Articles & Papers

FinTech Trends Report: PE/VC

Perspectives from Boyden’s FinTech Experts 

By Paul Dennis, Dr. Dirk Friederich, Joost Goudsmit, Kare Hernandez, Bryan Ignozzi, Petter Kleppe, Lourdes Lopez, Sandra Mejia, Anita Pouplard, Nessrine Salah, Rick Wargo

Recruitment and Retention

Lopez: What opportunities does the current investment landscape present for executive talent seeking roles in emerging fintech sectors? 

Mejia (U.S.): The current investment landscape offers significant opportunities. As there's a shift from a high-risk, high-growth approach to a more sustainable model, experienced talent capable of navigating this new era of value creation is in high demand. While the VC industry faced challenges in 2023, signs of resilience and potential growth are emerging, with an emphasis on profitability and strategic investments in B2B ventures with predictable revenue streams. Executive talent with a focus on B2B may find an advantage in the current recruitment landscape. Additionally, as the regulatory landscape evolves, there's a growing need for expertise in regulatory and risk management. This presents opportunities for executive recruitment in these areas. Furthermore, many fintech companies are seeking acquisitions and turning to private markets for funds due to the current state of IPOs and SPAC listings. This creates opportunities for executive talent with knowledge in these domains. Despite a cooling deal flow, VC funds still have ample resources to allocate, indicating active searches for investments in solid businesses, requiring experienced leadership to drive growth.

Goudsmit (Netherlands): As the industry transitions towards a more sustainable growth model, experienced talent capable of navigating this shift is highly sought after. Additionally, fintechs are increasingly looking towards acquisitions, and with the current status of IPOs and SPAC listings, there's a notable shift towards private markets for funds, providing opportunities for executive talent with expertise in these areas. Despite a cooling deal flow, VC funds still have substantial resources to allocate, leading to active searches for investments in sound businesses, necessitating seasoned leadership. Moreover, the fintech investment landscape is undergoing re-evaluation, with a focus on companies demonstrating capital efficiency and scalability, attracting executive talent capable of driving such growth.



Lopez: What strategies are successful fintech organisations employing to attract and retain top talent amidst increasing competition from both traditional financial institutions and tech giants entering the space?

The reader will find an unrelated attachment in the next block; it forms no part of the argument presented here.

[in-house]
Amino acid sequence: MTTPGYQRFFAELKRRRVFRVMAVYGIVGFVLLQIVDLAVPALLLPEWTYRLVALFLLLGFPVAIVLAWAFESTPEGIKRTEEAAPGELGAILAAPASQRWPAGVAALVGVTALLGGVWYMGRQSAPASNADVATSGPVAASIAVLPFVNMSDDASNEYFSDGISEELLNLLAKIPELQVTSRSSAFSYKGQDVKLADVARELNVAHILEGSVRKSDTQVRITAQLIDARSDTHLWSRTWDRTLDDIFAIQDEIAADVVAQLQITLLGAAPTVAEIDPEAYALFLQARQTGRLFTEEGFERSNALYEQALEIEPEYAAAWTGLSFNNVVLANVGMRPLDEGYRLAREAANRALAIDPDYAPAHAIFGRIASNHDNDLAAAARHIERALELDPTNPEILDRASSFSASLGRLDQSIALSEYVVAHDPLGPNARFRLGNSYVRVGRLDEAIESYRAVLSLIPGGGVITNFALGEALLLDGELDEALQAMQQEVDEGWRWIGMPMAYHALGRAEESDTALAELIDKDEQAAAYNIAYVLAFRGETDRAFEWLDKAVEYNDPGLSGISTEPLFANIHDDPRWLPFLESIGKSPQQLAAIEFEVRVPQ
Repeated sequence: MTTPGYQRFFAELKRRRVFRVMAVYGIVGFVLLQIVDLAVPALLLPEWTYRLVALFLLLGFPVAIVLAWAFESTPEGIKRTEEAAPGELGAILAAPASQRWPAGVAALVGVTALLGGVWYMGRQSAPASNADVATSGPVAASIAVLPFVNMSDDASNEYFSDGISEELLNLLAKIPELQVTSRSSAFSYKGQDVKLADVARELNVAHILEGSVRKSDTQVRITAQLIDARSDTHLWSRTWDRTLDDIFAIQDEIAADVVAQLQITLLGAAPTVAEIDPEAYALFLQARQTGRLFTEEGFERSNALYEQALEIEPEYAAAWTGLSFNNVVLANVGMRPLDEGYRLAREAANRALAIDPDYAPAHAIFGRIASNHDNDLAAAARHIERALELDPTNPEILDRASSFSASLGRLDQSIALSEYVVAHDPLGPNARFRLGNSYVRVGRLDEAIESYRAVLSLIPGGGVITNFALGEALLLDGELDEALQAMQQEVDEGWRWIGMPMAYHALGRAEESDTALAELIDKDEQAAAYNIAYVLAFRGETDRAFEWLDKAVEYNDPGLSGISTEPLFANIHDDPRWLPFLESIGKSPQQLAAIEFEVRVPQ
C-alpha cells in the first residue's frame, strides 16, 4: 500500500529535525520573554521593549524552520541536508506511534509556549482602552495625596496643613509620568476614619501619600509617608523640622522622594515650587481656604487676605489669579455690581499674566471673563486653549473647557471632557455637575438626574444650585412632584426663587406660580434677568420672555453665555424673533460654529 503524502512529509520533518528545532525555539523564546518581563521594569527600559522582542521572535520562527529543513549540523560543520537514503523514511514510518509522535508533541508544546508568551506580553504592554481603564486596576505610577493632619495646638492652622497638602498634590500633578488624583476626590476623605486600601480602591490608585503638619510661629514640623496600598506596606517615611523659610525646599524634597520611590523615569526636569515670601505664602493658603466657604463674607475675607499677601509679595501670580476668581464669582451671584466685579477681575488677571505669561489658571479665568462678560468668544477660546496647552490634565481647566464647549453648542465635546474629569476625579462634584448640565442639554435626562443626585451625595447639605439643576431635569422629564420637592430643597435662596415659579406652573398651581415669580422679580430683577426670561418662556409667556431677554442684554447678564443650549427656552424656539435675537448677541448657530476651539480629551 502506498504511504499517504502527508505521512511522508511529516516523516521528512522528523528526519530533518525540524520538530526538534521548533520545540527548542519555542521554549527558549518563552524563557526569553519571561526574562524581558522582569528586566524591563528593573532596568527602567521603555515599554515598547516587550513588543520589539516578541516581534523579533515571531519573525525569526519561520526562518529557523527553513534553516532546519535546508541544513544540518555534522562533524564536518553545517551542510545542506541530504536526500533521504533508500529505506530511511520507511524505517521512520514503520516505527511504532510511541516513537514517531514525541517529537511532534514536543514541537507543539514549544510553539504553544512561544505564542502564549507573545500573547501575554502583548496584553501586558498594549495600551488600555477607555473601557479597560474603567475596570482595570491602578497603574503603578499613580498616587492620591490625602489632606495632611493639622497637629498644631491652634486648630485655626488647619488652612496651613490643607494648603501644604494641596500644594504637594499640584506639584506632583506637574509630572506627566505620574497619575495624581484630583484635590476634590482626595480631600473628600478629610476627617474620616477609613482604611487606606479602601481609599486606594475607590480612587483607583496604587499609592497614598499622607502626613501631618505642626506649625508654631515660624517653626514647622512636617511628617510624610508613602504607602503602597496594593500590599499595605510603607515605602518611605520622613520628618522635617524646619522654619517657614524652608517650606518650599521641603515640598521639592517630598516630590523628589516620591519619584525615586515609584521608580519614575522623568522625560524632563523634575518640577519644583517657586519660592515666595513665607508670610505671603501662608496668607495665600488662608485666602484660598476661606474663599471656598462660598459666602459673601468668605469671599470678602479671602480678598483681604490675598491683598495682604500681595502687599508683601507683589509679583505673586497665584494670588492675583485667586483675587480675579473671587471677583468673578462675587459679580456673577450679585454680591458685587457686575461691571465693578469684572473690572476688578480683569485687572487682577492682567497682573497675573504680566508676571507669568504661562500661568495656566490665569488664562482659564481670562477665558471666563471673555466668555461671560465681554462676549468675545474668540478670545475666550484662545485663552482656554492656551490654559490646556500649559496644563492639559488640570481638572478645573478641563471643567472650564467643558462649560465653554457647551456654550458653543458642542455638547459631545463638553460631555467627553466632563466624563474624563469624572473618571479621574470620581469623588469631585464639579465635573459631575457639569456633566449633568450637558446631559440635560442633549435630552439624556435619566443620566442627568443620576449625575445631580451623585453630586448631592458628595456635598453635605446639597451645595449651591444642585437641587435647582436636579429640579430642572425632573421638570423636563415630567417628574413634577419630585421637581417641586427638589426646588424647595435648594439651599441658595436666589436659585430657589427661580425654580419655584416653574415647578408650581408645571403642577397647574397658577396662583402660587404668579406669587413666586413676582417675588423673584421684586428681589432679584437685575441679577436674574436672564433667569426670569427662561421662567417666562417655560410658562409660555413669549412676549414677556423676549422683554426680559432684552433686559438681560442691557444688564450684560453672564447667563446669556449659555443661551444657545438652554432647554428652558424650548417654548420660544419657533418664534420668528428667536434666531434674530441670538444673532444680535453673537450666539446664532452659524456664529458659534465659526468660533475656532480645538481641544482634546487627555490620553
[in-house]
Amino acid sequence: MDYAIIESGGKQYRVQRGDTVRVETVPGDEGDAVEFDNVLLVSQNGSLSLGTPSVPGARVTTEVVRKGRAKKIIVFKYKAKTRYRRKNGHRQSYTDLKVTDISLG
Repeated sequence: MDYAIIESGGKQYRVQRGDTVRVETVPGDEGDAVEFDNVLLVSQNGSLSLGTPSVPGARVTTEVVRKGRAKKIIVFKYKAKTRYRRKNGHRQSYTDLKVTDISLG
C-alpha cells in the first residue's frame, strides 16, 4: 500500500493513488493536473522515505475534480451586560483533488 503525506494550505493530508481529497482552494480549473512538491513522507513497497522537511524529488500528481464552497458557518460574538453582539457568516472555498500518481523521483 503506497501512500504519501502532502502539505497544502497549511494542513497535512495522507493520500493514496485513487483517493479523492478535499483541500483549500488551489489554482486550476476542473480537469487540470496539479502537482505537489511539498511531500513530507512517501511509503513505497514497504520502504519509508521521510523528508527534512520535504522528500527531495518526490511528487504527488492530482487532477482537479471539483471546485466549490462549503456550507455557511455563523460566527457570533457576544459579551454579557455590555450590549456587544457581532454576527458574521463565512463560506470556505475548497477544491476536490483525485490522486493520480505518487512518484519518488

Goudsmit (Netherlands): Fintech companies seeking to fill high-skilled roles often leverage external experts to complement their internal hiring strategies, particularly for hard-to-fill skill sets. They also offer attractive salaries and benefits to entice the best talent. Moreover, successful fintech firms prioritize cultivating a strong and positive company culture that aligns with the values of potential employees. They invest in career development opportunities to retain talent and reduce attrition rates, while also focusing on building a robust employer brand that resonates with potential candidates and sets them apart from competitors.

Ignozzi (U.S.): With competition intensifying in the market and talent sought after by various sectors, fintech executives are becoming appealing targets for a range of companies, from startups to established financial institutions. To retain top talent, fintechs are implementing several strategies. One key approach is mobile empowerment, allowing employees to choose how and where they work—whether as digital nomads, hybrid workers, or fully remote. Many candidates prioritize the freedom to work in any location for cost-savings, efficiency, and work-life balance. Additionally, fintechs are responding to increased M&A activity by offering recruiting incentives such as payout incentives and exit acquisition strategy benefits. Incorporating market conditions into talent acquisition strategies is considered a best practice among many fintech companies.



Lopez: In emerging markets where fintech opportunities are rapidly growing, what unique challenges and opportunities do organisations face in attracting and developing talent? How can companies effectively navigate the talent landscape in these regions to build diverse and high-performing teams?

Ignozzi (U.S.): High-growth fintech companies in emerging markets encounter various challenges related to attracting and developing talent. These include regulatory ambiguity, nascent technology, and cash-flow variability, which result in distinct talent needs. Recruiters and executives can address these challenges by translating them into human capital strategies focused on teaming, diversity, and creativity. Promoting a culture of learning and development is essential to enhancing retention, recruiting efforts, and overall engagement and performance. While changing culture is a long-term endeavor, smaller, nimble fintechs in emerging markets can accelerate changes and reap benefits swiftly.